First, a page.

“Stay away from smokers.” That’s what U.S. Surgeon General Richard Carmona is telling us in the wake of a newly published study examining the effects of cigarette and cigar smoke. “The science is clear. Secondhand smoke is not a mere annoyance, but a serious health hazard,” says Carmona.
According to the 670-page report, there is no safe level of second-hand smoke. Even smoke that randomly drifts past non-smokers has the potential to be very harmful. Everyday, over 126 million nonsmoking Americans are exposed to secondhand smoke. Of these non-smoking people, more than 35,000 will die each year as a result of “involuntary” smoking.
What does this mean to family members of smokers? Inside the home, the government can’t ban the smoking of tobacco, or protect non-smoking people from its deadly effects. New estimates show that just over 1 in 5 children breaths their parents smoke each day. This is especially dangerous to younger children with developing bodies. Carmona’s report goes on to say that secondhand smoke puts children at risk for sudden infant death syndrome, bronchitis, pneumonia, asthma attacks, poor lung growth and ear infections. Parents who can’t kick the habit are encouraged to go outside to smoke, and to never smoke in the house or in the car. Opening a window will not protect anyone.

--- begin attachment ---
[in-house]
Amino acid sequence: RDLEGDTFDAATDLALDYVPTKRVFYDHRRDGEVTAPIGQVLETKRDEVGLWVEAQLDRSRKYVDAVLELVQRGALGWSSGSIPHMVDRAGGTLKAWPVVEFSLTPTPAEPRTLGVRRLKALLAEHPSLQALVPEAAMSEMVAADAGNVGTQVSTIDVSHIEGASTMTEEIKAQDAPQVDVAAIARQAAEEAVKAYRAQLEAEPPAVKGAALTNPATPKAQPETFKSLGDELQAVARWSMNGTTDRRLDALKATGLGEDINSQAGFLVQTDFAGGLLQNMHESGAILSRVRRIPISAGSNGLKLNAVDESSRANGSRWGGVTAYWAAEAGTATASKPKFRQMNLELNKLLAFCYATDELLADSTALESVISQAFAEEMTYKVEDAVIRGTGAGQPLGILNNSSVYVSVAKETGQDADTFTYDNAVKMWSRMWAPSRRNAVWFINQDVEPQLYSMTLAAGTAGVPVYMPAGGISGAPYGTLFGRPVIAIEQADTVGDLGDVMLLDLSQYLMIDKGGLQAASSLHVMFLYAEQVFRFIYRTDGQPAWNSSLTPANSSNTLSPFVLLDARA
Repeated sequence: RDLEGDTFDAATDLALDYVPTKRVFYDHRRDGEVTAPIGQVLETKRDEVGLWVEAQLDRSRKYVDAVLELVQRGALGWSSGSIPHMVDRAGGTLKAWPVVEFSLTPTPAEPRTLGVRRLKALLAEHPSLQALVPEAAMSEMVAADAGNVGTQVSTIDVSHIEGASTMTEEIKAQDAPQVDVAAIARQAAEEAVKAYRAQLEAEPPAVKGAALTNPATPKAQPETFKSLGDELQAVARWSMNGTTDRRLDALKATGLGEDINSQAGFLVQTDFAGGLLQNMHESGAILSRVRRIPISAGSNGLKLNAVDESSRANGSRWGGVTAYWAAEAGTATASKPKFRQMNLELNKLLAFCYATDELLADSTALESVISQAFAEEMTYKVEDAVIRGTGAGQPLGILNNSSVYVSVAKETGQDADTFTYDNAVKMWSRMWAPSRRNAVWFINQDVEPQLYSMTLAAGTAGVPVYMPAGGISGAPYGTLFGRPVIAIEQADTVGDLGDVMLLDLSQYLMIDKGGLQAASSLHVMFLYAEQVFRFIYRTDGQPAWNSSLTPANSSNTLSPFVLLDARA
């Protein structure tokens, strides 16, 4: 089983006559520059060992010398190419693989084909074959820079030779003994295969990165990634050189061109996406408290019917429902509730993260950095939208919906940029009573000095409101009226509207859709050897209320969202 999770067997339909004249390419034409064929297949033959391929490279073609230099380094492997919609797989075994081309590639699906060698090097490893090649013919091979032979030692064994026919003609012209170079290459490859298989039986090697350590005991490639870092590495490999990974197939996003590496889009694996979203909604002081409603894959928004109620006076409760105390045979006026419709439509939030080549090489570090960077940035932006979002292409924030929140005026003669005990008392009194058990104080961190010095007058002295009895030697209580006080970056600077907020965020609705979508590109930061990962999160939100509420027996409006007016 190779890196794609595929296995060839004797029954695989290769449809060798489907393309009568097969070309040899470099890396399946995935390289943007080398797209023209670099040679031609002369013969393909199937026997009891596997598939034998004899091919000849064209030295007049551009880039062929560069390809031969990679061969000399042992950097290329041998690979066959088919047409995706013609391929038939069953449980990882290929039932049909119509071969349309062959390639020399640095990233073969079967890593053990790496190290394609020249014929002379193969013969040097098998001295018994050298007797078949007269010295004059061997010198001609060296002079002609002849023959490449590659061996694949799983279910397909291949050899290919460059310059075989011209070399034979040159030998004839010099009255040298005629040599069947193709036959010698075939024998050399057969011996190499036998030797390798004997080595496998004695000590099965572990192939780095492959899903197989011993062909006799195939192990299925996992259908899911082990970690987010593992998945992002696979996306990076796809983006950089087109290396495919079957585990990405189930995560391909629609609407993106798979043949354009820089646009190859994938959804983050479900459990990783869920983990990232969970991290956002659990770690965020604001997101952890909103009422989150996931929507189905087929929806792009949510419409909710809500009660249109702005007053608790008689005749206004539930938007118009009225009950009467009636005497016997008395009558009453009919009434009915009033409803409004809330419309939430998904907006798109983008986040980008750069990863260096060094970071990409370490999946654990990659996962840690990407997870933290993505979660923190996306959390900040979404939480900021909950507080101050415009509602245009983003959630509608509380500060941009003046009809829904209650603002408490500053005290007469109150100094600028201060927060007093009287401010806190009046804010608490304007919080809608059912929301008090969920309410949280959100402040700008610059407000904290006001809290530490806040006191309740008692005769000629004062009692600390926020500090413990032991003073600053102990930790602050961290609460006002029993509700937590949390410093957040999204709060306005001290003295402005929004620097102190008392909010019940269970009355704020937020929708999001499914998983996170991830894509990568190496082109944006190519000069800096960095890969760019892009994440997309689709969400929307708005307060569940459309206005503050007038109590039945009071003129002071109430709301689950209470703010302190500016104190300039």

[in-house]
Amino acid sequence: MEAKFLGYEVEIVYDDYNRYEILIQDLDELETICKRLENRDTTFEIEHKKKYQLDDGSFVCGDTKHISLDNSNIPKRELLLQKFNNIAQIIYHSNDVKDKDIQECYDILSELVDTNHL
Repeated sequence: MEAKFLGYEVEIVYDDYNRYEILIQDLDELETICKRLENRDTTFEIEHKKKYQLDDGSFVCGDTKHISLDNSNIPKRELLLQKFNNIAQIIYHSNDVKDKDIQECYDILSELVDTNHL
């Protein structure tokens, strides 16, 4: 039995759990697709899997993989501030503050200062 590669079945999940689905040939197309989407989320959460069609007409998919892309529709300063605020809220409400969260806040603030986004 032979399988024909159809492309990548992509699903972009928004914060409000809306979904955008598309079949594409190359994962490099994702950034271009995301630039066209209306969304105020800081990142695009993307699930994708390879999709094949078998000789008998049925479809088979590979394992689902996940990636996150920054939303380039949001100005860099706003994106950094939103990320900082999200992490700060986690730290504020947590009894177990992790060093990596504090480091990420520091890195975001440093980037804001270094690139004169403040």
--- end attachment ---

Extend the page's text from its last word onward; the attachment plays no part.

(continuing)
Outside the home, the Surgeon General says separate smoking sections in public places just won’t cut the mustard, regardless of the type of ventilation being used. Toxic fumes are still present in the air, and that’s enough to increase a non-smokers risk of developing lung cancer or heart disease by up to 30 percent.
The facts, as spelled out in the Surgeon Generals report, are crystal clear. Smoking is not safe for the smoker, or anyone in his or her path. So make smart choices for your life. If you’re a smoker, kick the habit. If you can’t quit, then smoke outside, far away from anyone else. If you’re a non-smoker, don’t let anyone smoke near you or your family.
[Source: cnn.com, article published 6/27/06]